Though he was working with game music, it wasn’t the really direction he wanted to follow. Iwadare’s first love was the actual creative process of writing songs, not converting the efforts of others. He slowly began to move into the driver’s seat, and was soon scoring games himself. With time, Iwadare proved himself to be a competent and consistent musician, but it was 1991’s Lunar the Silver Star that gave him his first major hit. His moving, yet soothing score earned him the Best Game Music Prize, an award he would receive two more times within the next decade, for both Grandia and Grandia II.
The success of his Lunar score catapulted him to stardom in Japan, and he continued to impress with his stunning pieces for the strategy/RPG Langrisser Hikaru (Warsong in the U.S.). Though running on standard Genesis hardware, they were among some of the best songs to be heard on the system at the time. Genesis fans were lucky enough to get an American release of Langrisser Hikaru, but every other installment in the fabled series remained in Japan. Upon it’s debut, the rechristined Warsong won the accolades of both the press and the public with its excellent gameplay and music, and deep storyline. Its fame has only grown, and complete copies now run upwards of $50 on eBay.
Iwadare continued to refine and perfect them in the subsequent sequels, going all out when the series hit the Saturn. He loved the ADX tools which allowed him to compose without having to worry about the machine’s limitations, something he demonstrated with the incredible Grandia soundtrack. Being that there was basically no difference between the sound architecture of Saturn and Playstation, his music was able to remain consistent even when games were ported.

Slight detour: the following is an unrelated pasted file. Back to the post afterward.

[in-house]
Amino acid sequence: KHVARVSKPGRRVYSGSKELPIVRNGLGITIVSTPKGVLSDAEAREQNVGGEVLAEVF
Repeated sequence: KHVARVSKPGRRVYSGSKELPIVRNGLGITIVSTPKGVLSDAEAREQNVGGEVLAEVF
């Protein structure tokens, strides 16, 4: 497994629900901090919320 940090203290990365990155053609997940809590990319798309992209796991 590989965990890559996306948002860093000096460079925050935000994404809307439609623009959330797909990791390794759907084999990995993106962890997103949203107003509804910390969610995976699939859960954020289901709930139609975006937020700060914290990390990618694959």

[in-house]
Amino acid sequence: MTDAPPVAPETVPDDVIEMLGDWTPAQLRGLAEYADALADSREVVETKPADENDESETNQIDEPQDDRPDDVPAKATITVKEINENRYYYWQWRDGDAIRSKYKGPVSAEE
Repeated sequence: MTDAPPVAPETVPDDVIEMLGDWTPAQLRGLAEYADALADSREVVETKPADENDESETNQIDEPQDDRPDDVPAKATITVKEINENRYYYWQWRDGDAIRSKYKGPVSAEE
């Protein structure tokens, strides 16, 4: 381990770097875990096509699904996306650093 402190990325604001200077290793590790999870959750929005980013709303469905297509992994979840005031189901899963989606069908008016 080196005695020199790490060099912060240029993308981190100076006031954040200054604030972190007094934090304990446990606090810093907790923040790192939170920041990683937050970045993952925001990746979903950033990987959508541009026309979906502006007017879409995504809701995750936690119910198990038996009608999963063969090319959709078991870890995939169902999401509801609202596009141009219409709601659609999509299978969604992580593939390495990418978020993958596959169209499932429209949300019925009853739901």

This newfound technological freedom became apparent when Game Arts decided to remake the Lunar games. When originally released on the Sega CD, many compromises had to be made, and a good chunk of both games was left on the cutting room floor. Iwadare revisited his award-winning score and made some major changes. Many themes were omitted or reworked completely, and several new pieces were added, including an awesome intro theme for Silver Star Story Complete and a moving solo piece for Luna’s boat trip in Eternal Blue. All of these changes were left intact for the American releases, and Working Designs gave special treatment to the soundtracks by including them as part of the packaging. This wasn’t the first time Iwadare’s music had been featured in an American release, as the Dreamcast version of Grandia II saw a special edition that included the score on a separate disc. It did mark, however, the biggest effort by the West to bring attention to his work.
Recently Iwadare has dabbled in a multitude of RPG series for the Playstation 2, where he appears to be concentrating these days. In addition to the Langrisser remakes, he also scored the Growlancer update and the recently released Radiata Stories. With this kind of output, it’s a wonder that his name doesn’t come up more often, yet he still hasn’t reached the level of recognition in America that Final Fantasy maestro Nobuo Uematsu has. This is unfortunate, as the diversity and sheer volume of his work (over 90 albums!) commands more respect than he’s received so far.